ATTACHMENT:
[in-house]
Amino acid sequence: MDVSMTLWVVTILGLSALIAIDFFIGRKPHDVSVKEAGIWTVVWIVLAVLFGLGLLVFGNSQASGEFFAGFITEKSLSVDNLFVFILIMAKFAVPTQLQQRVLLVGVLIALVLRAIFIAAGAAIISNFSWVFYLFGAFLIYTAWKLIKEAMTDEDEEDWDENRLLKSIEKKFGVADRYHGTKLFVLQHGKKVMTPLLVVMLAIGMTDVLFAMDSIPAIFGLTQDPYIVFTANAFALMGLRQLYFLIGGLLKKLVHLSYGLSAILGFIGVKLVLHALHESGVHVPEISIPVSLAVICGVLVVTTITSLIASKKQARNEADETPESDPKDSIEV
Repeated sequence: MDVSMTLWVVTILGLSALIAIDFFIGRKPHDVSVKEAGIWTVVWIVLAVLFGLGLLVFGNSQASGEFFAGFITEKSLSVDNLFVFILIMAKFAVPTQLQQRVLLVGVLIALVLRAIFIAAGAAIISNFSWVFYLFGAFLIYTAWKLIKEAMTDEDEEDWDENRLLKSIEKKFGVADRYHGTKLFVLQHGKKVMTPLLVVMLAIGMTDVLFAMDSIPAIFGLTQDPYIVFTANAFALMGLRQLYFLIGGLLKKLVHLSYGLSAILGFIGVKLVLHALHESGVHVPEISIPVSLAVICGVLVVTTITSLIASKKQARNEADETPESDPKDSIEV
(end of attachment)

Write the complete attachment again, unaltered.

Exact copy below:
[in-house]
Amino acid sequence: MDVSMTLWVVTILGLSALIAIDFFIGRKPHDVSVKEAGIWTVVWIVLAVLFGLGLLVFGNSQASGEFFAGFITEKSLSVDNLFVFILIMAKFAVPTQLQQRVLLVGVLIALVLRAIFIAAGAAIISNFSWVFYLFGAFLIYTAWKLIKEAMTDEDEEDWDENRLLKSIEKKFGVADRYHGTKLFVLQHGKKVMTPLLVVMLAIGMTDVLFAMDSIPAIFGLTQDPYIVFTANAFALMGLRQLYFLIGGLLKKLVHLSYGLSAILGFIGVKLVLHALHESGVHVPEISIPVSLAVICGVLVVTTITSLIASKKQARNEADETPESDPKDSIEV
Repeated sequence: MDVSMTLWVVTILGLSALIAIDFFIGRKPHDVSVKEAGIWTVVWIVLAVLFGLGLLVFGNSQASGEFFAGFITEKSLSVDNLFVFILIMAKFAVPTQLQQRVLLVGVLIALVLRAIFIAAGAAIISNFSWVFYLFGAFLIYTAWKLIKEAMTDEDEEDWDENRLLKSIEKKFGVADRYHGTKLFVLQHGKKVMTPLLVVMLAIGMTDVLFAMDSIPAIFGLTQDPYIVFTANAFALMGLRQLYFLIGGLLKKLVHLSYGLSAILGFIGVKLVLHALHESGVHVPEISIPVSLAVICGVLVVTTITSLIASKKQARNEADETPESDPKDSIEV